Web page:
Environmental Conservation

THEMATIC SECTION: Interdisciplinary Progress in Environmental Science & Management

Creating space for interdisciplinary marine and coastal research: five dilemmas and suggested resolutions

PATRICK CHRISTIEa1 c1

a1 School of Marine Affairs and Jackson School of International Studies, University of Washington, 3707 Brooklyn Avenue NE, Seattle, WA 98105-6715, USA

SUMMARY

Important changes are needed to disciplinary theories and methods to support interdisciplinary and integrated ocean and coastal management policies and implementation. This review argues that theories and methods should conform to a perspective that ocean management is a societal activity with diverse goals ideally informed by interdisciplinary information. The review focuses on the integrated coastal management (ICM) and marine ecosystem-based management (EBM) frameworks and the marine protected areas (MPA) management tool. It begins by suggesting that at present there is a notable imbalance in the degree of effort allocated to monitoring the ecological and social dimensions of ocean resource use and policy processes. Based on how Western society and an influential epistemic community construct ‘the environment’ and society's relation to the environment, natural sciences play an inordinately important role in the description of the problem and policy recommendations. The discourse advocating for a global networks of marine protected areas, without adequate consideration of society impacts and responses, represents an example of this imbalance. Rebalancing the contributions of scientific disciplines encounters various dilemmas with epistemological, methodological and sociological dimensions. The analysis concludes with suggestions for balancing ocean and coastal interdisciplinary research and reframing key issues, creating self reflexive and multidisciplinary research teams, and reworking educational programmes.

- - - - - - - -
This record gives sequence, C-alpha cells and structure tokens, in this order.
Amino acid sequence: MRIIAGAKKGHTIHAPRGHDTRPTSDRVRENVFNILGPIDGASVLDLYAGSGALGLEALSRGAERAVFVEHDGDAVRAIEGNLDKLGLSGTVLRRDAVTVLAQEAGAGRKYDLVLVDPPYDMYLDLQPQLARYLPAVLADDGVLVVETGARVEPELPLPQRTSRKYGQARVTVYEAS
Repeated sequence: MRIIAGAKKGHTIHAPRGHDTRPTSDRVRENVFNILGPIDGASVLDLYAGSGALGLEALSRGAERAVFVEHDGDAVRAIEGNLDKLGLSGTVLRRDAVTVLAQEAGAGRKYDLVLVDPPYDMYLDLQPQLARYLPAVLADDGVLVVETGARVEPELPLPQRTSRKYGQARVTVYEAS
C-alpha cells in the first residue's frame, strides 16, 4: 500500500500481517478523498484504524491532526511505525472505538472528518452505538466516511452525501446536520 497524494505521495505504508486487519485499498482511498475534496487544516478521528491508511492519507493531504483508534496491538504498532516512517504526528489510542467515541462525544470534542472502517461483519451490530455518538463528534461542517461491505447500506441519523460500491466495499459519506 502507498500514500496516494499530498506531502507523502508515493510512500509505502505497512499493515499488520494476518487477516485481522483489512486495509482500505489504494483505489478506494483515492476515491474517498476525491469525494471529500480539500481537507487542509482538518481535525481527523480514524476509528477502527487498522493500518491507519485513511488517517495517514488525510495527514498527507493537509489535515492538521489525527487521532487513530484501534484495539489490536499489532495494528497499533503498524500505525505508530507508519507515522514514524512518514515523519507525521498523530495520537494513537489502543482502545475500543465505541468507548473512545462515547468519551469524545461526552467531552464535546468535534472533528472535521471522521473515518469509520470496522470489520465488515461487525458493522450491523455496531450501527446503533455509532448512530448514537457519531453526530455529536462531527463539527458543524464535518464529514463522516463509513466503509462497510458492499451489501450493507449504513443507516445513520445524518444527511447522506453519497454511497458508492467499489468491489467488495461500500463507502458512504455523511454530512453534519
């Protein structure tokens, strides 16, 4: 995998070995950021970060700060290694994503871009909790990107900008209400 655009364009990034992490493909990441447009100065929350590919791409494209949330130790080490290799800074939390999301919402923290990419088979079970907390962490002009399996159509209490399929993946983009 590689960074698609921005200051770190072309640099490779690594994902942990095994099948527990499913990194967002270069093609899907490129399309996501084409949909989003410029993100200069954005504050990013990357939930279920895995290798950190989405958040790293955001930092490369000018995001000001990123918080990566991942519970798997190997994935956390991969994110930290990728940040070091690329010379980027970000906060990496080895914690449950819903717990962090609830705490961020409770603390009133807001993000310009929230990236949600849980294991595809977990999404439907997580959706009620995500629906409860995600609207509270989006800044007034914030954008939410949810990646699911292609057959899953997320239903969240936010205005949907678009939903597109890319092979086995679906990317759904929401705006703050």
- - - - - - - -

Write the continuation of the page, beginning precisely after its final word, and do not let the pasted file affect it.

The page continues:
(Received February 26 2010)

(Accepted September 14 2010)

(Online publication April 06 2011)

Correspondence

c1 Correspondence: Dr Patrick Christie e-mail: patrickc@u.washington.edu